The school property across the road highlights the result of even a one- or two-year delay in addressing invasive species. After three years of inaction, the school board asked me to eradicate the parsnip population, an insanely difficult task, but somewhat necessary from a safety standpoint. I’ve never seen chemical treatments work against wild parsnip, nor is mowing effective since there are always survivors around telephone poles and parsnip will flower at four inches in height. So the only approach for me was to break the seed cycle. I interrupt the seeding process by pulling many thousand mature plants each year.
Focus the Effort to Break the Seed Cycle
Given parsnip’s seed life of four to five years, I can achieve the goal of eradication with a patient pulling effort that allows other plants to re-establish. No other plant species are pulled; I do not even go after first-year wild parsnip. The species is a biennial, but the first-year plants present no immediate threat. Nor do they pull well, tending instead to break off, which does not serve the goal. So that explains the second photo; each plant receives singular attention and the impact of Presence.
I do not yield the space. Clearly, it’s worth pointing out that the early detection model is much preferred over the relentless toe-to-toe pulling approach.
Thus, Presence brings us to the desired vision, the long-term goal. The invasive plant population has no chance to seed successfully. The plants have flowered, yes, but I have timed my intervention precisely to get good pulls before viable seed is formed. There is a window. It takes a couple weeks for the seeds to form up below the pollinated flowers. I will not attempt to define that window; the plants flower in waves over a long time frame, and every site is different in terms of resource availability.
Eradicating an invasive species is not a single pass (not even with chemical methods, in my opinion). Thus, unrelenting Presence is the preferred tool. I get the early bloomers, the late bloomers, the tall ones, the short ones, and everything in between. I do not remove plants from the site; that would be an unnecessary risk and a waste of money. If my timing is right on, the plants will sun dry and I can pile them in a single location for regular monitoring. No worries, even if the pile contains a few viable seeds, I’ve got them all in one tidy spot.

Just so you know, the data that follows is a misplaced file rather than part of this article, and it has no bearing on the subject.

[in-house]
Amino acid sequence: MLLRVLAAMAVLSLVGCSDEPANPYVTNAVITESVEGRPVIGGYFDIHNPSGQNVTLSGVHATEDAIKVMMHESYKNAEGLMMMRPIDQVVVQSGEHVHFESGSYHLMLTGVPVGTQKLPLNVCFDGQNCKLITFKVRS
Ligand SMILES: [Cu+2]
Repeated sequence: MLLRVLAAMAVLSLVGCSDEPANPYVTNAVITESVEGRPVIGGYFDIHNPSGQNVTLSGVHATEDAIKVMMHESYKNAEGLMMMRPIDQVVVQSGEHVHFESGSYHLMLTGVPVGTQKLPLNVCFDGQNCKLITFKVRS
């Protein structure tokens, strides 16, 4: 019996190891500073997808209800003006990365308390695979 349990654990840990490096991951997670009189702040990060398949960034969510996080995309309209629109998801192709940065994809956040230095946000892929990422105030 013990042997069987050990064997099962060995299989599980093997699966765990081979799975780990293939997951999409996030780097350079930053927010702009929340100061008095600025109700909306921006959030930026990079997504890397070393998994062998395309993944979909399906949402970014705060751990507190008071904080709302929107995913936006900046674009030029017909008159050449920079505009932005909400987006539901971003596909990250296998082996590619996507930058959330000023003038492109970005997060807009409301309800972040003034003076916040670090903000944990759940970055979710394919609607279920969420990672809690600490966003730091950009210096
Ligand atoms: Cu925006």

Be Present and Patient
Stewardship… We cannot manage our landscapes remotely or from the desk. The feet must get muddy; the sweat’s gotta roll. I certainly do not mean this article as an attack on chemical treatment methods, but I would submit that trusted professionals are the ones for that work. Homeowners, in my experience, do not have the patience, and I’m sorry, but “more is not better.” Chemical treatment is one of the tools in the box, but it absolutely cannot stand in for stewardship. And having acknowledged herbicides as a valid option for land management, I must confirm that the Persistence, Relentlessness, and Tenacity of landowners should not be underestimated. Whether applied to invasive plants or human residents, those traits are a potent, impressive combination. Call upon willpower as the first option; move your land toward your vision and feel the sense of connection.
About the Author
Mike Bald has worked with invasive species since 2003 and founded his company, Got Weeds? in early 2011. Offering non-chemical weed management options to landowners in much of Vermont and New Hampshire, Mike’s focus is on long-term site stewardship, soil health, native plant diversity, and education of landowners. Cooperation across multiple ownerships is also crucial to the control effort. Got Weeds? has come to specialize in “the danger plants” and the technique of solarizing. Species commonly addressed include the non-native shrubs, black swallow-wort, wild parsnip, and Japanese knotweed. Mike appreciates the importance of healthy habitats, site specificity, and ecosystem resilience; his goal with the treatment programs at Got Weeds? is to demonstrate with careful documentation that manual/mechanical methods can succeed over extended timeframes.